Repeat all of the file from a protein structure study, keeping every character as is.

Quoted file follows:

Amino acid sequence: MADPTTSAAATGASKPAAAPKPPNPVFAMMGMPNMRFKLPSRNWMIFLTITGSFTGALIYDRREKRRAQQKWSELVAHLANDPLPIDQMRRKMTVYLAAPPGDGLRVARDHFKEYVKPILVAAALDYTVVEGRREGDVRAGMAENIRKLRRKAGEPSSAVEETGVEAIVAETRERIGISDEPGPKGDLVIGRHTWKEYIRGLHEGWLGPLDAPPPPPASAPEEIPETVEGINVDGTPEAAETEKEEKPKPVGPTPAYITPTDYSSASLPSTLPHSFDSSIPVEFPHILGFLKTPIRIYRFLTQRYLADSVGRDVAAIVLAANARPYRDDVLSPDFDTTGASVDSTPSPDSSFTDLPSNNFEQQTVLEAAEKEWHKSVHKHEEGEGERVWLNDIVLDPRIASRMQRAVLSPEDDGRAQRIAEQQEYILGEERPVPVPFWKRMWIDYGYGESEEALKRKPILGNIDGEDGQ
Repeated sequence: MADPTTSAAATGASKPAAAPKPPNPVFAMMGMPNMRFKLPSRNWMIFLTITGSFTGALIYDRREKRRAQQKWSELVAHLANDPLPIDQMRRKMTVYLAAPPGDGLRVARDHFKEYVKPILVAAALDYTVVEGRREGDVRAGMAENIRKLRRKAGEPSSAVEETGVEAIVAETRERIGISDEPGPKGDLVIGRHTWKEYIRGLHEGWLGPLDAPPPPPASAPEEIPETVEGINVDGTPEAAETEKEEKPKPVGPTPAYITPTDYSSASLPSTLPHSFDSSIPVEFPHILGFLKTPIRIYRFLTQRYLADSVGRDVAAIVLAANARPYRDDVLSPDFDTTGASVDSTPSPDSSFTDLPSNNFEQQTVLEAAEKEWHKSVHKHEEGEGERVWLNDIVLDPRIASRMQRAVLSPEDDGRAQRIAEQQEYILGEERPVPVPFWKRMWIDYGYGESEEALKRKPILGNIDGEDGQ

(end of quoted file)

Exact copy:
Amino acid sequence: MADPTTSAAATGASKPAAAPKPPNPVFAMMGMPNMRFKLPSRNWMIFLTITGSFTGALIYDRREKRRAQQKWSELVAHLANDPLPIDQMRRKMTVYLAAPPGDGLRVARDHFKEYVKPILVAAALDYTVVEGRREGDVRAGMAENIRKLRRKAGEPSSAVEETGVEAIVAETRERIGISDEPGPKGDLVIGRHTWKEYIRGLHEGWLGPLDAPPPPPASAPEEIPETVEGINVDGTPEAAETEKEEKPKPVGPTPAYITPTDYSSASLPSTLPHSFDSSIPVEFPHILGFLKTPIRIYRFLTQRYLADSVGRDVAAIVLAANARPYRDDVLSPDFDTTGASVDSTPSPDSSFTDLPSNNFEQQTVLEAAEKEWHKSVHKHEEGEGERVWLNDIVLDPRIASRMQRAVLSPEDDGRAQRIAEQQEYILGEERPVPVPFWKRMWIDYGYGESEEALKRKPILGNIDGEDGQ
Repeated sequence: MADPTTSAAATGASKPAAAPKPPNPVFAMMGMPNMRFKLPSRNWMIFLTITGSFTGALIYDRREKRRAQQKWSELVAHLANDPLPIDQMRRKMTVYLAAPPGDGLRVARDHFKEYVKPILVAAALDYTVVEGRREGDVRAGMAENIRKLRRKAGEPSSAVEETGVEAIVAETRERIGISDEPGPKGDLVIGRHTWKEYIRGLHEGWLGPLDAPPPPPASAPEEIPETVEGINVDGTPEAAETEKEEKPKPVGPTPAYITPTDYSSASLPSTLPHSFDSSIPVEFPHILGFLKTPIRIYRFLTQRYLADSVGRDVAAIVLAANARPYRDDVLSPDFDTTGASVDSTPSPDSSFTDLPSNNFEQQTVLEAAEKEWHKSVHKHEEGEGERVWLNDIVLDPRIASRMQRAVLSPEDDGRAQRIAEQQEYILGEERPVPVPFWKRMWIDYGYGESEEALKRKPILGNIDGEDGQ